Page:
lol imagining Very Serious People telling us to eat out. Like someone named Colonel Angus.
I mean... are other 80s/90s kids laughing at 'eat out to help out' and then feeling old? Because I am.
Your post is a good one and it sucks people are coming down on it that way.
It made me wonder if Eliezer and Jaron Lanier had ever had a conversation before. They did not too long ago and I missed it. https://www.lesswrong.com/posts/N6MNzvgmHtTASpaSS/bhtv-jaron-lanier-and-yudkowsky -- video is missing from the LW post but is here https://www.youtube.com/watch/Ff15lbI1V9M
I would love to see this happen again with a moderator and some more structure.
I wonder if this isn't a consequence of a kind of philosophical blind spot in EYs rationalist perspective. Sort of that to EY Twitter represents an achievement to pedestalize rather than a albatross that we've bought in to and accept because of network lock-in effects.
I used to tell people in college that I "had two pack a year habit." I would smoke rarely to strike up conversations because it was an easy ice breaker when I wanted a conversation. Twitter is like that, but instead trading seven minutes of your life you're trading chunks of your humanity.
I mean... I'm jealous of Trump for losing access to his drug of choice. I think it could be a really positive things for him and for all of us. :)
My Translation: I'm worried that banning Trump from twitter will increase polarization because it will make the two tribes more segregated than they were before. This is not that similar to your #7, and otherwise missing from the list entirely.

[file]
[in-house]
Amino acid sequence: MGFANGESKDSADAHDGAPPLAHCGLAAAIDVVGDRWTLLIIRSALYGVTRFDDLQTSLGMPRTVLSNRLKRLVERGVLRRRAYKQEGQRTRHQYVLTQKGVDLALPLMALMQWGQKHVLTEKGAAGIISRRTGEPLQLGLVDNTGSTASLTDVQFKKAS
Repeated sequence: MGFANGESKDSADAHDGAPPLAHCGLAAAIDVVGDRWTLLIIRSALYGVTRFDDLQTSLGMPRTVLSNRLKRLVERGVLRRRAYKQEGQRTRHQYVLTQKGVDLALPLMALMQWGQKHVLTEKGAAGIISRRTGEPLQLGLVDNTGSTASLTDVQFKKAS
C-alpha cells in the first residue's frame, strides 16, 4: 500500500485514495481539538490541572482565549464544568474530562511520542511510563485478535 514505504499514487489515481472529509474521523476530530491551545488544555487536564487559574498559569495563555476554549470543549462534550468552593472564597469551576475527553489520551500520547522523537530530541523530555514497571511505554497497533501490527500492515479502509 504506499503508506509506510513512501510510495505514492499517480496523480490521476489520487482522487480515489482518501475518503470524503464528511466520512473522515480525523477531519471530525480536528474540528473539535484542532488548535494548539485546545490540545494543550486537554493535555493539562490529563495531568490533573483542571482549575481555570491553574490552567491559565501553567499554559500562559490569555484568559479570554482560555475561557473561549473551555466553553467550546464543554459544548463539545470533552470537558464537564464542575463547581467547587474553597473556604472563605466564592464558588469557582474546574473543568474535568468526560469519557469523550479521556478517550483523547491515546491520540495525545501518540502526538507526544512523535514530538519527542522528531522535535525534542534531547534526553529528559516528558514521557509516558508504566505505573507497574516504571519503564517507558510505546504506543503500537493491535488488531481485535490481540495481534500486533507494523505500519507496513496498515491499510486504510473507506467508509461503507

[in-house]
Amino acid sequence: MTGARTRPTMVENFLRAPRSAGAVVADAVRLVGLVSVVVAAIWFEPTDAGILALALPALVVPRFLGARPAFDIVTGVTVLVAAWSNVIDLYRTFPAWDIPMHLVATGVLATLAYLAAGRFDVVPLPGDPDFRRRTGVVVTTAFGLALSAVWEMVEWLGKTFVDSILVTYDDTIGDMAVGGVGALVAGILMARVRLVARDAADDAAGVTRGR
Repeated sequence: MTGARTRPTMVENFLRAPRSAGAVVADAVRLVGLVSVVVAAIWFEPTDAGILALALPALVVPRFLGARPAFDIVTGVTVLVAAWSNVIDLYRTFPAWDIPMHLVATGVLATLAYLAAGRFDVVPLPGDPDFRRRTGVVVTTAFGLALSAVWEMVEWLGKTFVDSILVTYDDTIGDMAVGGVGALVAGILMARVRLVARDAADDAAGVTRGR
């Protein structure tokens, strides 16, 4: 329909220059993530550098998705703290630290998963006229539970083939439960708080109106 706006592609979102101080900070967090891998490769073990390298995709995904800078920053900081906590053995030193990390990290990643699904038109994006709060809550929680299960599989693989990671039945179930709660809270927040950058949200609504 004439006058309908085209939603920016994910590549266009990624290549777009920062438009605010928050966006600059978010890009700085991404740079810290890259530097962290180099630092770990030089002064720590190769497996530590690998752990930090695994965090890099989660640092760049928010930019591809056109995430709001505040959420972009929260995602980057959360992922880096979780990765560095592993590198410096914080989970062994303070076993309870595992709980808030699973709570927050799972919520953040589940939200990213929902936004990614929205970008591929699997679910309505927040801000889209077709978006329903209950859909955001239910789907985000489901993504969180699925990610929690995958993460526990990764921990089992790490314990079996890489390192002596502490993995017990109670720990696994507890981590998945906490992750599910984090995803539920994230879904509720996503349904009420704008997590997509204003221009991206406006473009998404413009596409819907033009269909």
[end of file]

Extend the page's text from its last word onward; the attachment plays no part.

I can't prove this isn't true, but I believe it's unlikely given what we know about how the algorithms currently work. To generate outrage engagement you want to identify ideas that are being shared on social media in various forms and then find out what groups of people are most enraged by have increased engagement with the platform when viewing them and find ways to show that content to those people more often.
Segregating platforms wouldn't fundamentally change this. I'd say it's a wash either way.
I agree with 6 and 7, and I agree with your conclusion in general--removing Trump at this point in time was better for the world than leaving him on the platforms. Let me point out where I see the gap.
I believe the model that Eliezer, Naval and Balaji are using here would be correct if this was, say, 2015 before Twitter's timeline went algorithmic. https://www.theverge.com/2016/2/10/10955602/twitter-algorithmic-timeline-best-tweets
In 2020 when someone talks in a way that presupposes Twitter and Facebook are "speech platforms" similar to writing a blog or a book or something like that, the immediate question that comes to mind is if they've read any Shoshana Zuboff or Jaron Lanier?
Twitter is addictive and Trump is a Twitter-addict. To the extent you can blame the existence and marketing of a drug for someone's addict behavior while they're on it, Twitter as an behavioral addiction platform is very culpable in what happened on January 6th. They're something like the drug dealer or the Purdue Pharma the analogy.
If you're Jack Dorsey, getting the president of the Untied States addicted to your technology is a big win. As a corporation Twitter profited off Trump for the better part of a decade and a significant percentage of Twitter's traffic was dependent on his presence there.
A better analogy is something like getting banned from a casino or getting 86'd from a bar. High rollers sometimes get kicked out of casinos even if they still have plenty of money to spend. In a similar sense this is Twitter saying "you've made us a lot of money, but your presence is starting to detract enough from our other customers that on balance you're no longer valuable to us."
I'm nonplussed with Eliezer, Naval and Balaji's takes on this. It may be their own use of Twitter that's making it difficult for them to see (I mean, I do too, but I consciously equate Twitter usage with something like smoking a cigarette in terms of it's impact on my health--and I should cut back).
In a way, we would all be lucky if we were to get suspended from Twitter.